Not that any of this is very important, but it's not every day of the week that your kid sister insists you are smarter and offers scientific proof to back up the point.

Monday, June 25, 2007

Rambling Amtrak tales

I am back from Portland, where I met other people who do what I do, and spent hours in workshops on lively topics like Darfur, shareholder activisim, and immigration policy. Good times. I also got sick, which hasn't happened in a surprisingly long time, because my feeble lungs tend to succumb to the charms of any old bug that comes along. My lungs are easy.

I'm thinking I probably picked up the bug on the Amtrak train down to Portland, because despite the fact that I used half a bottle of hand sanitizer to clean off the seat tray, it was pretty gross. I'm going to suggest that Amtrak institute a fifty-cent surcharge that allows them to clean the seat trays at least once per day. Otherwise, the ride down was lovely, with all the water and mountains and bird life to gaze upon out the window.

On the ride back, I had switched to an earlier train than originally planned, and ended up in a car half-full of young drunk people riding up to Seattle for a Mariners' game. Two groups, who kind of merged together, with many bottles of hard liquor, yelling loudly and profanely in that particular youthful arrogance that assumes everyone around you wants to hear what you're saying, because whatever you're saying is so much more funny and important than anything anyone else might want to discuss with their neighbor, or think to themselves, or read, at that moment. In which any parent who doesn't want their young child exposed to a stream of profanity is just THE MAN, man, an uptight fuddy-duddy.

I feel incredibly old saying that, and I'm also well aware that anyone who knows me might reasonably want to point out right about now that I can out-cuss a drunken sailor any day of the week (a habit that can in no way be blamed on my parents, whose language is always impeccable, so go figure). But for heaven's sake, I know better than to hone my profanitory arts at high volume around grannies and children. THAT is the wisdom that comes with maturity, my friends.

Anyway, people complained, and the train conductor threatened to throw them off the train at the next stop, and they took that threat reasonably seriously. Plus the ringleader was so drunk by then that he passed out, which helped.

Once the noise settled down I was able to have a lovely conversation with my neighbor, a Reuters reporter from India who was doing some travelling while visiting her brother here in the US. I asked her why Bollywood movies are always in Hindi, and she asked me why on earth we re-elected George Bush the second time around. She said a surprising number of the people she'd met, travelling by train from San Jose to Seattle, were in some kind of social activist job, and with so many people here trying to make the world a better place, how was it that we still had such an asshole for a president? Only she didn't say it exactly that way, because she was a very polite Indian woman. I'm reading between the lines a bit.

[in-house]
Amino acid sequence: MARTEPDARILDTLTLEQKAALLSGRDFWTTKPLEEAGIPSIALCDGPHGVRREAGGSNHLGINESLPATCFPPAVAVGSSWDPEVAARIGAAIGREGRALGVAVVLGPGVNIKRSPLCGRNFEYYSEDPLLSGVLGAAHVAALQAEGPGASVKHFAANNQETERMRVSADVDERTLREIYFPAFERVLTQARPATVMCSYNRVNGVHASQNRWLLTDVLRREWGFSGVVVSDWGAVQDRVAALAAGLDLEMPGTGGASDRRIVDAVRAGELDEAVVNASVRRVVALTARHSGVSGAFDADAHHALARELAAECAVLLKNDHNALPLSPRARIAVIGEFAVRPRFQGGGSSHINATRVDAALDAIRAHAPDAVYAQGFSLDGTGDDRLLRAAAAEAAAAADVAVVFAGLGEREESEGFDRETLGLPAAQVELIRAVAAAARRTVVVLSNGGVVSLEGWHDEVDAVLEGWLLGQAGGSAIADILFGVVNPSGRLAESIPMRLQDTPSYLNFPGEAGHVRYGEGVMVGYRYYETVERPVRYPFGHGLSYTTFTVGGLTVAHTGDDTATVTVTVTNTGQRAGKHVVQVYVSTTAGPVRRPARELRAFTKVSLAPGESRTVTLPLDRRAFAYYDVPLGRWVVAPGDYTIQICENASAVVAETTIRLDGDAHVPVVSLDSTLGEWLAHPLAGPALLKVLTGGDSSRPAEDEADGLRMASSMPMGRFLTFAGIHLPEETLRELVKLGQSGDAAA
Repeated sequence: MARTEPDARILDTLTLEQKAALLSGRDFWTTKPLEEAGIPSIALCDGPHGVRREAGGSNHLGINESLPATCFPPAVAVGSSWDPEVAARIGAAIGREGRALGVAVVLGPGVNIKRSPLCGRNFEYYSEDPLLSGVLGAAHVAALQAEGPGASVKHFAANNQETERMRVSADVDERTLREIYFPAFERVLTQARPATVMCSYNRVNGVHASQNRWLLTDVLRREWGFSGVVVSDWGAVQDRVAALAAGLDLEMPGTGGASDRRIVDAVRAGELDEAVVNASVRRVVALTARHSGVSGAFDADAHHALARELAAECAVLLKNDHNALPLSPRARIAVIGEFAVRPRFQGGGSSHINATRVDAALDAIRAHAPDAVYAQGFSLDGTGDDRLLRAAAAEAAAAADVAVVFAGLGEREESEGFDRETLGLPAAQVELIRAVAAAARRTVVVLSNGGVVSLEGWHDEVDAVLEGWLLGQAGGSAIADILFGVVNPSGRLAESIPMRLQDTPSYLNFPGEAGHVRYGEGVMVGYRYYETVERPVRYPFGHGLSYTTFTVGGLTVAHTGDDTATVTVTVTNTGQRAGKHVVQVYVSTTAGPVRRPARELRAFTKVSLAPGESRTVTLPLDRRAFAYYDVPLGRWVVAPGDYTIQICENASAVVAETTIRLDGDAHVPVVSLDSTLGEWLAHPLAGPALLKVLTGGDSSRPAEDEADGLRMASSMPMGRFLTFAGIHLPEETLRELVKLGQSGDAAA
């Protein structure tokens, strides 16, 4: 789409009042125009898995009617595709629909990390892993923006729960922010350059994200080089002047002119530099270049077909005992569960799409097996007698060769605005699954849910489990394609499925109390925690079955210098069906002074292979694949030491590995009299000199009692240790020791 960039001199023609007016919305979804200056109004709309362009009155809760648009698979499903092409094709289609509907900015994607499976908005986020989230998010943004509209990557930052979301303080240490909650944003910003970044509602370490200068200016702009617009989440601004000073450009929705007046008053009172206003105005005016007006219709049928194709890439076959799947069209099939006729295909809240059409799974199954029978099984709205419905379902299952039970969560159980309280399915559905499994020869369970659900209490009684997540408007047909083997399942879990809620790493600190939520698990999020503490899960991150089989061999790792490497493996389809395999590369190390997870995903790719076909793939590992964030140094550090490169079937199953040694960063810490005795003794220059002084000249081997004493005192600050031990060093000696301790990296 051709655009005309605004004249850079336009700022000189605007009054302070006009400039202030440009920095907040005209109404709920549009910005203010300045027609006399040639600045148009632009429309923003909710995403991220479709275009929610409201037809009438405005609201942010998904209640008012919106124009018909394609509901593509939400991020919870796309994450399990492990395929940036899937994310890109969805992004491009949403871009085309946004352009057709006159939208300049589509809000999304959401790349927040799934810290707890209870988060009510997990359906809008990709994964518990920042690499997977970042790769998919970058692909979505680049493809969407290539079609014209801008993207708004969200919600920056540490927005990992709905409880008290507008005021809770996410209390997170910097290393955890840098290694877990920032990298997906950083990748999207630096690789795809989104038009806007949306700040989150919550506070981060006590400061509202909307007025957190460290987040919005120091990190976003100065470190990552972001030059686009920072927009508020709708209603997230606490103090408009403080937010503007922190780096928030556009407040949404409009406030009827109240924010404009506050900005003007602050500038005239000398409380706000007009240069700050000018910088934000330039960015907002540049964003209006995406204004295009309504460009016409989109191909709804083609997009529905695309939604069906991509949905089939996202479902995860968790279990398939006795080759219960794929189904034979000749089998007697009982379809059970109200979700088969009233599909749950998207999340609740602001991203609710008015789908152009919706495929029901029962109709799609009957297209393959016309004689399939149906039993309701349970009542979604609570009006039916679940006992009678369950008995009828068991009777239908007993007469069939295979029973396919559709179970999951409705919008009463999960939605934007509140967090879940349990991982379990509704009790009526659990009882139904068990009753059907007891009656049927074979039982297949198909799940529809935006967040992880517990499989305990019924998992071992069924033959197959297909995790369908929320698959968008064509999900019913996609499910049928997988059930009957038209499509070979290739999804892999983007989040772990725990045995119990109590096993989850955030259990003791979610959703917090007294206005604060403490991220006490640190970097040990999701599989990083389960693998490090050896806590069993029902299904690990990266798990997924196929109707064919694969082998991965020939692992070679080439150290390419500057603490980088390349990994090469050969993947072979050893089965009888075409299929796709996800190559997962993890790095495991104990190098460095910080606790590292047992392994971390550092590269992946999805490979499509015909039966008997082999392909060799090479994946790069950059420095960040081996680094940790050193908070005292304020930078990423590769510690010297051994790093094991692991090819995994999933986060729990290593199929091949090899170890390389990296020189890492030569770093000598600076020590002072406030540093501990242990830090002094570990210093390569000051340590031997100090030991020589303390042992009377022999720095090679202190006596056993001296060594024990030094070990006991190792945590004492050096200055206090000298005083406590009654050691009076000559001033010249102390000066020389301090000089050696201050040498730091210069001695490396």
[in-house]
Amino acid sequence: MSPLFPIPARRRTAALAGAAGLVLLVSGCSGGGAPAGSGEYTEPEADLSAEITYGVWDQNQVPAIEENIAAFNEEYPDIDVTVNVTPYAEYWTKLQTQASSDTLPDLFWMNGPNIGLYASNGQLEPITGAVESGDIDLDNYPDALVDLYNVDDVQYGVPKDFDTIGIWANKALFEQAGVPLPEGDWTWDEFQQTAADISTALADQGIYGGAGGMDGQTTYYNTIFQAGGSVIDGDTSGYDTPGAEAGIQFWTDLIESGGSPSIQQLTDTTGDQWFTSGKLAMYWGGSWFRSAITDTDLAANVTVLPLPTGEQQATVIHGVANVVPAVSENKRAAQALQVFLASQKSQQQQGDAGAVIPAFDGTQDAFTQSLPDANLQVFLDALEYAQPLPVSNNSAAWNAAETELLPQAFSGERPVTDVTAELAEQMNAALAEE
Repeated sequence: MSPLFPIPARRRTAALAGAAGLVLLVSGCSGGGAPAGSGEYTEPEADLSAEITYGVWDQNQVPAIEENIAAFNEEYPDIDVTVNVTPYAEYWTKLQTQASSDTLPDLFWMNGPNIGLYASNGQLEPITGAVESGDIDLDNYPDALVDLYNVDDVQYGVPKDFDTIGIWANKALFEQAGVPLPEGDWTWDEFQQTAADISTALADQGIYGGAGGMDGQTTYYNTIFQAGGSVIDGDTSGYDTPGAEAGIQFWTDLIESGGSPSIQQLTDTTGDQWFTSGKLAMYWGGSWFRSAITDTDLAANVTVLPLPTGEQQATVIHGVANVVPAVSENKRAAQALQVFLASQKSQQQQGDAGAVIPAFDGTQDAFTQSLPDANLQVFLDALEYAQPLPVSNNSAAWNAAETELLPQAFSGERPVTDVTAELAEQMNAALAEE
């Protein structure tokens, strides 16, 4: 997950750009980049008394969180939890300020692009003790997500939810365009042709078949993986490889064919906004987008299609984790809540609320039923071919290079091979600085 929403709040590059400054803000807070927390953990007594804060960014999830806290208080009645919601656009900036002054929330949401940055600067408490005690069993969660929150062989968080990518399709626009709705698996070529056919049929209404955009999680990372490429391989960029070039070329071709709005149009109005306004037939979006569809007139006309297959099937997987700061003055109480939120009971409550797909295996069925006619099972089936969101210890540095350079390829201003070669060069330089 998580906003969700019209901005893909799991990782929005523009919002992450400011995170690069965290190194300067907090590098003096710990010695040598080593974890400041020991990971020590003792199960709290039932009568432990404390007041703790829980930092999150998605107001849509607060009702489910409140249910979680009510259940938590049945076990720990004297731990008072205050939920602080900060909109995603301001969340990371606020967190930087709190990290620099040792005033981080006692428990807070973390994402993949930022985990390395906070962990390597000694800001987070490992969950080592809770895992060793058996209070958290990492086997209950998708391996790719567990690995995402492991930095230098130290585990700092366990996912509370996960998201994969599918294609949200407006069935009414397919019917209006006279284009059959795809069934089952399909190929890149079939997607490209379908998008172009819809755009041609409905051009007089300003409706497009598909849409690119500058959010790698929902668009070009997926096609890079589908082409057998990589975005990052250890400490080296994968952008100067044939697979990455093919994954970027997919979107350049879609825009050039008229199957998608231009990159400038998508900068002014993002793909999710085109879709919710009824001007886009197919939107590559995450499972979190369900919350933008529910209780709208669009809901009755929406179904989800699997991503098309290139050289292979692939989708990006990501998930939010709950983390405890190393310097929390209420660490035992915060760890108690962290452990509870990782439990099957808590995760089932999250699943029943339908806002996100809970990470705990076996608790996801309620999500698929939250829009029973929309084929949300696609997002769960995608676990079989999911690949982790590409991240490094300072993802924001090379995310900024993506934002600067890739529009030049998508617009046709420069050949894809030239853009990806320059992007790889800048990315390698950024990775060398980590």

Anyway, she was arriving in Seattle without pre-arranged lodgings, and I was a little worried about all the drunken out-of-towners who were apparently descending on the city for the Mariners' game, so I gave her my phone number and told her to call me if she had trouble finding a hotel room. I never heard from her so I hope she's having a lovely visit here today, wherever she is.

Monday, June 18, 2007

Catching up

Enrico started his new job today, after taking a five-day weekend between jobs. He referred to it as having four Saturdays, and one Sunday. Very civilized. I took a three-day weekend myself - it takes discipline to ignore work for three whole days when you're self-employed, with work just sitting there in the extra bedroom, on the same computer where you check for movie times and trail conditions - so we had a lovely combination of fun and house-cleaning. Not that housecleaning is fun, per se, but our stuff was starting to get the better of us and it's satisfying to purge. Enrico also did a dust-and-mold-busting campaign, which always makes me breathe easier - literally.

Tomorrow I head off to Portland for the rest of the week, on the train. I love taking the train to Portland, it's such a civilized way to travel. The dogs will be very pissed at me though, after all this togetherness we've had lately.

I am in contact with various and sundry distant relatives about the family history, which is quite exciting. Several boxes of family papers have been located in the far North, including, allegedly, a journal dating from the 1880s from my great-great-aunt, long sought after by family and academic researchers alike. I'm arranging a trip up to stay with very distant cousins to look over the material before they place it into archives.

I've also connected with a great-grandson of The Famous One, the long-ago uncle with stuff named after him, whose clan may have answers to some of the great family mysteries. This distant cousin turns out to be a well-known radio reporter working overseas - a relative distant not only genealogically but geographically.

Meanwhile, we've started receiving our weekly food deliveries from the local organic farm we subscribed to for the summer. We pick up our bag at the local farmer's market on Wednesdays. It's a lot of greens right now, and radishes, plus we get a half-dozen fresh eggs each week. Last week we got the best strawberries I have ever tasted, ever, and the salad greens had edible flowers mixed in. We should have done this years ago.